Introduction to Industrial Engineering

By Jane M. Fraser

Chapter 7

Operate a production system

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7.6 Operations

Finally (!), the workers actually do the work. They make steel, they make computer chips, they take and fill orders for food, and they take care of patients. Since the IE doesn’t do this work, what is the IE doing?

The goal of the IE is a perfect system, humming along, producing goods or services for satisfied customers. Two issues make that vision not quite accurate. First, problems can occur. The IE has to make sure the system is collecting data that will enable the detection and correction of problems. Second, the IE is never happy: "if it ain't broke, it can still be improved." The system needs to be monitored and data need to be collected.

Monitoring to detect problems

Recall the three targets from section 5.5. After we have helped the second and third archers achieve the tight cluster of arrows in the bulls eye that the first archer had, we need to continue to monitor the system to detect if the archer's performance wavers. A production system that is reliably producing products or services within specifications might slip (1) in its mean or (2) in its variance. In the first case, the archer still has a tight cluster, but is not aimed at the center; in the second case, the archer is still aimed at the center, but the cluster has spread out.

Control charts are designed to detect either kind of slippage in the production system. A control chart is a plot of the performance of the system over time. Typically two charts are created, one showing the average (are the arrows aimed at the center of the target?) and the other showing the variability (are the arrows still tightly clustered?).

[example of X bar and R charts]

The two charts above show a process that is in control. The upper chart, called the X bar chart, shows the average measurement from several recent parts. Notice that the average in this chart is always between the lines, called the Upper Control Limit and the Lower Control Limit. The lower chart, called the R chart, shows the range from several recent parts. The range is computed as the difference between the largest and smallest part. Notice that the range in this chart is also always between its limits.

Now let me explain how those charts were generated.

Release, control, monitor, exception handling, replanning...

Monitoring to integrate operations

The article “Real-Time Data Collection for Real-Time Customer Response,” from MMS Online describes how KVK Precision Specialities, in Shenandoah, Virginia, uses the collection of data to integrate sales, production scheduling, and tracking.

“Bar code scanners throughout the shop facilitate automated data collection, which enables the software to keep track of every job in real time as it moves through the shop.”

“All of the software’s capabilities, which include order entry, scheduling, resource planning, real-time tracking, inventory of more than 4,000 component parts and imaging capabilities are utilized. The software tracks a job from the time a purchase order is received until the product is shipped to the customer.”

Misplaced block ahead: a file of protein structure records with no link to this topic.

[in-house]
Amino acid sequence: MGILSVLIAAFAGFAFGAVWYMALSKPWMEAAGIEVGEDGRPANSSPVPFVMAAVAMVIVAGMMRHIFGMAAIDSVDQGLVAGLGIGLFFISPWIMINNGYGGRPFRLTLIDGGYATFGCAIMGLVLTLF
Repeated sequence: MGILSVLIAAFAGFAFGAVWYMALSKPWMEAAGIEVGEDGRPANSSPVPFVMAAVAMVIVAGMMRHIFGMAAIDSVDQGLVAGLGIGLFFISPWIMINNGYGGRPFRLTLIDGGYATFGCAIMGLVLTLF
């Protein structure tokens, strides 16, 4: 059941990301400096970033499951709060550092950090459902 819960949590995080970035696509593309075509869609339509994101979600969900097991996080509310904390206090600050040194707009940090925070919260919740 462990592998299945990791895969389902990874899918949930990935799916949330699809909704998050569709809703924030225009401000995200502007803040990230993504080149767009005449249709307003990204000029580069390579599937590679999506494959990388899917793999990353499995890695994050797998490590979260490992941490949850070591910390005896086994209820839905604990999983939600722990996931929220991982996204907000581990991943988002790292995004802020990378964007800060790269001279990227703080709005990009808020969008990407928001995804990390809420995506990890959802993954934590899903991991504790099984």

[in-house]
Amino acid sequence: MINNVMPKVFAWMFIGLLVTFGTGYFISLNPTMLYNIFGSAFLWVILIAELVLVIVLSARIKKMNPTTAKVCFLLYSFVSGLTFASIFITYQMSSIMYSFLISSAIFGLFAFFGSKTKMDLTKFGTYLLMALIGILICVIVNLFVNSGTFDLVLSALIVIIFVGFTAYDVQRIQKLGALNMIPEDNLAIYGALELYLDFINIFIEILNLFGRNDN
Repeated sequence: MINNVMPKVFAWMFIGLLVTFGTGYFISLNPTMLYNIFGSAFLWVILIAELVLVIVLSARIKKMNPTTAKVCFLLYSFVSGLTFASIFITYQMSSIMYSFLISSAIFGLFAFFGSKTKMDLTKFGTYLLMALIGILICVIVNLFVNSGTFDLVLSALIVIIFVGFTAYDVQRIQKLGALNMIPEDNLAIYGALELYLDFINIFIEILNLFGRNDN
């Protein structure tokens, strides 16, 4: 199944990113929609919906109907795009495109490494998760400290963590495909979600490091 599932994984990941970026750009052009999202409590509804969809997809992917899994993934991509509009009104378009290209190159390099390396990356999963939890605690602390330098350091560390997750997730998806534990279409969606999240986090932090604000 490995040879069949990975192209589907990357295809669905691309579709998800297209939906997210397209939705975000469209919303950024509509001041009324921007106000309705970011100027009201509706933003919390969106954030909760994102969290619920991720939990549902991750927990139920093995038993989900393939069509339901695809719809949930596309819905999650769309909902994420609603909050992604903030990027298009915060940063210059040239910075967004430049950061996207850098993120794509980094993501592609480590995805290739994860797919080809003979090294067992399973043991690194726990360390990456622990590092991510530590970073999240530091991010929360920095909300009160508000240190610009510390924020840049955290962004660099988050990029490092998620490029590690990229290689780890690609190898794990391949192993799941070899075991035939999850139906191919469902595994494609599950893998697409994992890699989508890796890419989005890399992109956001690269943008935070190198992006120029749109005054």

Such systems are often also used to allow customers to track their own orders and thus to plan their operations better.

Monitoring to to enable trace back

The International Organization for Standardizatoin (ISO, from the Greek work for equal) has developed many international standards, but the two that IEs should be aware of are 9000 and 14000.

ISO9000 is a set of standards for the tracking of business processes. Put colloquiially, the standards require that you say what you will do and that you actually do what you said you would do. The organization must have documents that say what procedures are followed for each step in the production process and the organization must be able to show that these steps actually were followed.

Companies can have their operations certified by registrars, that is, certified that the operations follow the ISO standards. Especially in international markets, many large customers require that their suppliers be ISO9000 certified.

ISO describes the 9000 and 14000 standards as follows:

The ISO 9000 family is primarily concerned with "quality management". This means what the organization does to fulfil:

The ISO 14000 family is primarily concerned with "environmental management". This means what the organization does to:

Note that ISO9000 deals with "quality managment" not with "quality," and ISO14000 deals with "environmental management" not with "clean environment." An organization that is ISO certified is not guaranteed to be producing products and services with high quality or guaranteed to be minimizing its harm to the environment, but the organiztion is guaranteed to have consistency in their processes for quality management and environmental management. Since reducing variability and achieving consistency are required for quality, the ISO standards are certainly related to quality.

This web page has a good short description of the actual requirements of ISO 9000. An example requirement is:

The products shall be identified and traceable by item, batch or lot during all stages of production, delivery and installation.

This requirement and others mandate the collection of significant information during the manufacturing process so that if a customer has a problem, the organization can trace that problem back through the system, determine the cause of the problem, and prevent the problem from occurring again.

The ISO standards are strongly rooted in IE principles, as shown by this list of quality principles on which the most recent ISO9000 standards are based.